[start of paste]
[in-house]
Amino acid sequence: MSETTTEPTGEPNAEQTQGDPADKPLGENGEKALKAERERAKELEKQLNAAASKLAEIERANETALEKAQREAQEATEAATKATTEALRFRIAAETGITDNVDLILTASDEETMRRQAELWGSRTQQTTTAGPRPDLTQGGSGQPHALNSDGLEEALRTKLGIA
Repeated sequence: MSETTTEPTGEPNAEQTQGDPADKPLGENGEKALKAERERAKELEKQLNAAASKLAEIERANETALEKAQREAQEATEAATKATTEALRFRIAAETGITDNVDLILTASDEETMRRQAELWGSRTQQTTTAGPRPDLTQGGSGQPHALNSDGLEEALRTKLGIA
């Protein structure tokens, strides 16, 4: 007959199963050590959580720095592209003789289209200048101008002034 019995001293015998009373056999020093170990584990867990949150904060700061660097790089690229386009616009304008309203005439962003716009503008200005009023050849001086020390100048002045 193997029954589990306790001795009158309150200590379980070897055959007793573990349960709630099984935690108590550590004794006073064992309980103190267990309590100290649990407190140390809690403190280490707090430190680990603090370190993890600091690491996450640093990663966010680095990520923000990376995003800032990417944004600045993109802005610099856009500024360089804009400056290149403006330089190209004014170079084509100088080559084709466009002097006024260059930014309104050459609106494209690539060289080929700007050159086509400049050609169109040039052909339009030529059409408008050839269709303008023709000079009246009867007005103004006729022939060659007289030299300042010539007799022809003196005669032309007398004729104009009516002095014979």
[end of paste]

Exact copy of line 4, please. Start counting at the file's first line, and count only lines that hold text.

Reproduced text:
């Protein structure tokens, strides 16, 4: 007959199963050590959580720095592209003789289209200048101008002034 019995001293015998009373056999020093170990584990867990949150904060700061660097790089690229386009616009304008309203005439962003716009503008200005009023050849001086020390100048002045 193997029954589990306790001795009158309150200590379980070897055959007793573990349960709630099984935690108590550590004794006073064992309980103190267990309590100290649990407190140390809690403190280490707090430190680990603090370190993890600091690491996450640093990663966010680095990520923000990376995003800032990417944004600045993109802005610099856009500024360089804009400056290149403006330089190209004014170079084509100088080559084709466009002097006024260059930014309104050459609106494209690539060289080929700007050159086509400049050609169109040039052909339009030529059409408008050839269709303008023709000079009246009867007005103004006729022939060659007289030299300042010539007799022809003196005669032309007398004729104009009516002095014979």